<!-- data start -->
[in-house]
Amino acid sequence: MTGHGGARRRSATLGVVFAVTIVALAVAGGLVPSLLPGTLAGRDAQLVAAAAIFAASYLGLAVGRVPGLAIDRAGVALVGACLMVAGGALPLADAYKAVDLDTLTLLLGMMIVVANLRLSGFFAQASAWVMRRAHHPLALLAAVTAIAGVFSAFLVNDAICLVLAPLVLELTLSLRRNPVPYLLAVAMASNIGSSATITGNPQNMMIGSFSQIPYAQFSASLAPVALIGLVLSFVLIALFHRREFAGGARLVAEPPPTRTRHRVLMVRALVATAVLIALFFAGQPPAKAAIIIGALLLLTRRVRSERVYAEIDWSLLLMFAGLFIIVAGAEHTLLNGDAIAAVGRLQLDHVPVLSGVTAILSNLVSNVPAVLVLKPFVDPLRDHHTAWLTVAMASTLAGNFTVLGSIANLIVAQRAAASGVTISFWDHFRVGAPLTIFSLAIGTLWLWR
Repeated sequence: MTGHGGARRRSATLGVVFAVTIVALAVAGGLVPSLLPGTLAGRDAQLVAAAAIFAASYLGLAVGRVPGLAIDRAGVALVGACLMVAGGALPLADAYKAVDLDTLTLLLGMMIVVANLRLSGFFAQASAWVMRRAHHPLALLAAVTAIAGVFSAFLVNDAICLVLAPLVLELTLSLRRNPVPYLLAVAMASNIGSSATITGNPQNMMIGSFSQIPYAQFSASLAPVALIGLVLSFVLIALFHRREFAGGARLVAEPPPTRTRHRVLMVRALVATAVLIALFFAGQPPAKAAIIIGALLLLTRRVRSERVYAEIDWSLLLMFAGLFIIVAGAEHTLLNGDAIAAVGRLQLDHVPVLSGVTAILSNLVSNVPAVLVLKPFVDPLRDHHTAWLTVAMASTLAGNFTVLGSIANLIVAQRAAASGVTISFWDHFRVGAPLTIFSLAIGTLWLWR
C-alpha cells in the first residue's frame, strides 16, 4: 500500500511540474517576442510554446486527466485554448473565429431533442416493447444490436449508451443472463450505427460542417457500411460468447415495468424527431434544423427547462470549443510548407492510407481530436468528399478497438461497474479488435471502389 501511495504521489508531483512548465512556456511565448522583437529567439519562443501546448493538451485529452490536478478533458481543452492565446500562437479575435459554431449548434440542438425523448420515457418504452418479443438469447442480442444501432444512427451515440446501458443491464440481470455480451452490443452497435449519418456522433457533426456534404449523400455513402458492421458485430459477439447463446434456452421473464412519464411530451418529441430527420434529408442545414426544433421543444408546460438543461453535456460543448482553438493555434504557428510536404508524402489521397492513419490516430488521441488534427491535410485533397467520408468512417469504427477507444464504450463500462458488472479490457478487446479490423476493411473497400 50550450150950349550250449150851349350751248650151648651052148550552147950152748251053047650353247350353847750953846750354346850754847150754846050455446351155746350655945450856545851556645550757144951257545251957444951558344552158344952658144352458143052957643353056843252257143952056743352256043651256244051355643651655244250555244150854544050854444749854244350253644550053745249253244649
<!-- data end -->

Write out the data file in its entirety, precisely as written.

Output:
[in-house]
Amino acid sequence: MTGHGGARRRSATLGVVFAVTIVALAVAGGLVPSLLPGTLAGRDAQLVAAAAIFAASYLGLAVGRVPGLAIDRAGVALVGACLMVAGGALPLADAYKAVDLDTLTLLLGMMIVVANLRLSGFFAQASAWVMRRAHHPLALLAAVTAIAGVFSAFLVNDAICLVLAPLVLELTLSLRRNPVPYLLAVAMASNIGSSATITGNPQNMMIGSFSQIPYAQFSASLAPVALIGLVLSFVLIALFHRREFAGGARLVAEPPPTRTRHRVLMVRALVATAVLIALFFAGQPPAKAAIIIGALLLLTRRVRSERVYAEIDWSLLLMFAGLFIIVAGAEHTLLNGDAIAAVGRLQLDHVPVLSGVTAILSNLVSNVPAVLVLKPFVDPLRDHHTAWLTVAMASTLAGNFTVLGSIANLIVAQRAAASGVTISFWDHFRVGAPLTIFSLAIGTLWLWR
Repeated sequence: MTGHGGARRRSATLGVVFAVTIVALAVAGGLVPSLLPGTLAGRDAQLVAAAAIFAASYLGLAVGRVPGLAIDRAGVALVGACLMVAGGALPLADAYKAVDLDTLTLLLGMMIVVANLRLSGFFAQASAWVMRRAHHPLALLAAVTAIAGVFSAFLVNDAICLVLAPLVLELTLSLRRNPVPYLLAVAMASNIGSSATITGNPQNMMIGSFSQIPYAQFSASLAPVALIGLVLSFVLIALFHRREFAGGARLVAEPPPTRTRHRVLMVRALVATAVLIALFFAGQPPAKAAIIIGALLLLTRRVRSERVYAEIDWSLLLMFAGLFIIVAGAEHTLLNGDAIAAVGRLQLDHVPVLSGVTAILSNLVSNVPAVLVLKPFVDPLRDHHTAWLTVAMASTLAGNFTVLGSIANLIVAQRAAASGVTISFWDHFRVGAPLTIFSLAIGTLWLWR
C-alpha cells in the first residue's frame, strides 16, 4: 500500500511540474517576442510554446486527466485554448473565429431533442416493447444490436449508451443472463450505427460542417457500411460468447415495468424527431434544423427547462470549443510548407492510407481530436468528399478497438461497474479488435471502389 501511495504521489508531483512548465512556456511565448522583437529567439519562443501546448493538451485529452490536478478533458481543452492565446500562437479575435459554431449548434440542438425523448420515457418504452418479443438469447442480442444501432444512427451515440446501458443491464440481470455480451452490443452497435449519418456522433457533426456534404449523400455513402458492421458485430459477439447463446434456452421473464412519464411530451418529441430527420434529408442545414426544433421543444408546460438543461453535456460543448482553438493555434504557428510536404508524402489521397492513419490516430488521441488534427491535410485533397467520408468512417469504427477507444464504450463500462458488472479490457478487446479490423476493411473497400 50550450150950349550250449150851349350751248650151648651052148550552147950152748251053047650353247350353847750953846750354346850754847150754846050455446351155746350655945450856545851556645550757144951257545251957444951558344552158344952658144352458143052957643353056843252257143952056743352256043651256244051355643651655244250555244150854544050854444749854244350253644550053745249253244649